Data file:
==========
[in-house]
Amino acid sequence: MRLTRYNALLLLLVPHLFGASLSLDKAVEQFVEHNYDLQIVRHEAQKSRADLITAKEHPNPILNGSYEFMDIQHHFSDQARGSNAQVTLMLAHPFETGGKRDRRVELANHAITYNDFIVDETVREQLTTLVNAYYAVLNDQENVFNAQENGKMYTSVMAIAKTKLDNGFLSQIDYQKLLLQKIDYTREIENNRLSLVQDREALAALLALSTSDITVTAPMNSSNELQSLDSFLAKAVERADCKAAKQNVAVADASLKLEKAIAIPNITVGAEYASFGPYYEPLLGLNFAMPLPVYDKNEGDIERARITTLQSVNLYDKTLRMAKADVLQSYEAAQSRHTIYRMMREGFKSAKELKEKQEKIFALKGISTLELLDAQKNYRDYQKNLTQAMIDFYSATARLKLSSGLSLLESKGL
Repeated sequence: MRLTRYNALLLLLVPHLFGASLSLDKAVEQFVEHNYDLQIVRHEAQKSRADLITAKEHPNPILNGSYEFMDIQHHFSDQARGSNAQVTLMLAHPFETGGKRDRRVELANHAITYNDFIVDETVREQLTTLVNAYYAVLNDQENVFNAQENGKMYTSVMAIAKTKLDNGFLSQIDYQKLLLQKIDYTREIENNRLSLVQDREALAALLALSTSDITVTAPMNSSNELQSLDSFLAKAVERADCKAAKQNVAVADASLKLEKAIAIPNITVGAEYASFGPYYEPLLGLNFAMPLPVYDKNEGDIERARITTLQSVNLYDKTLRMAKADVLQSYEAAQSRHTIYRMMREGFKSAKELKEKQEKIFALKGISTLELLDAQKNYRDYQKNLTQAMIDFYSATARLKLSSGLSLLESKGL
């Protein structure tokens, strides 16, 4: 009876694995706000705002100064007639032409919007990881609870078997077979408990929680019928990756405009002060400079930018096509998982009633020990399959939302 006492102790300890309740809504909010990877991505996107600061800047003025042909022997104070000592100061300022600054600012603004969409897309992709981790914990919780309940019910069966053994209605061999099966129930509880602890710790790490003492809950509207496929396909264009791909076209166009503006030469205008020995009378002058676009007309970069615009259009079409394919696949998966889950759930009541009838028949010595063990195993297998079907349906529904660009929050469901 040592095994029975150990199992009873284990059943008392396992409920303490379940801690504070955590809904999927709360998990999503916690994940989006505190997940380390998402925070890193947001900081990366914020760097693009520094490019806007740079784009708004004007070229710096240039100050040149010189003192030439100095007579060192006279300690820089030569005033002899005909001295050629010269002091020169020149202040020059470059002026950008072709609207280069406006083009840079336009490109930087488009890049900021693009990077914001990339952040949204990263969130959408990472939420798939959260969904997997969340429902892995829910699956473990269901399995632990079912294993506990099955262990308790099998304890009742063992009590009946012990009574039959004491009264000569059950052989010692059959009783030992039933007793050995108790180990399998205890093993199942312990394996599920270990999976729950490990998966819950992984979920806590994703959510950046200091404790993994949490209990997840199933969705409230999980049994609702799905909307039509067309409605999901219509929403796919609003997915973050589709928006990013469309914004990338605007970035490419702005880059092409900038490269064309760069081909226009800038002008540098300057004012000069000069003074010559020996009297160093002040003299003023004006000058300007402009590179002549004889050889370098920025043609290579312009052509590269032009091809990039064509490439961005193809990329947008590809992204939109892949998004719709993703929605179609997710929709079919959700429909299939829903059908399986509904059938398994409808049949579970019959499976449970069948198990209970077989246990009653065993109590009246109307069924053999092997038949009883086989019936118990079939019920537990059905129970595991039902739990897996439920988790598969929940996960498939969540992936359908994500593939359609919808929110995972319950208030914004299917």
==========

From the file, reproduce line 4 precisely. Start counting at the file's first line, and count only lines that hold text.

């Protein structure tokens, strides 16, 4: 009876694995706000705002100064007639032409919007990881609870078997077979408990929680019928990756405009002060400079930018096509998982009633020990399959939302 006492102790300890309740809504909010990877991505996107600061800047003025042909022997104070000592100061300022600054600012603004969409897309992709981790914990919780309940019910069966053994209605061999099966129930509880602890710790790490003492809950509207496929396909264009791909076209166009503006030469205008020995009378002058676009007309970069615009259009079409394919696949998966889950759930009541009838028949010595063990195993297998079907349906529904660009929050469901 040592095994029975150990199992009873284990059943008392396992409920303490379940801690504070955590809904999927709360998990999503916690994940989006505190997940380390998402925070890193947001900081990366914020760097693009520094490019806007740079784009708004004007070229710096240039100050040149010189003192030439100095007579060192006279300690820089030569005033002899005909001295050629010269002091020169020149202040020059470059002026950008072709609207280069406006083009840079336009490109930087488009890049900021693009990077914001990339952040949204990263969130959408990472939420798939959260969904997997969340429902892995829910699956473990269901399995632990079912294993506990099955262990308790099998304890009742063992009590009946012990009574039959004491009264000569059950052989010692059959009783030992039933007793050995108790180990399998205890093993199942312990394996599920270990999976729950490990998966819950992984979920806590994703959510950046200091404790993994949490209990997840199933969705409230999980049994609702799905909307039509067309409605999901219509929403796919609003997915973050589709928006990013469309914004990338605007970035490419702005880059092409900038490269064309760069081909226009800038002008540098300057004012000069000069003074010559020996009297160093002040003299003023004006000058300007402009590179002549004889050889370098920025043609290579312009052509590269032009091809990039064509490439961005193809990329947008590809992204939109892949998004719709993703929605179609997710929709079919959700429909299939829903059908399986509904059938398994409808049949579970019959499976449970069948198990209970077989246990009653065993109590009246109307069924053999092997038949009883086989019936118990079939019920537990059905129970595991039902739990897996439920988790598969929940996960498939969540992936359908994500593939359609919808929110995972319950208030914004299917």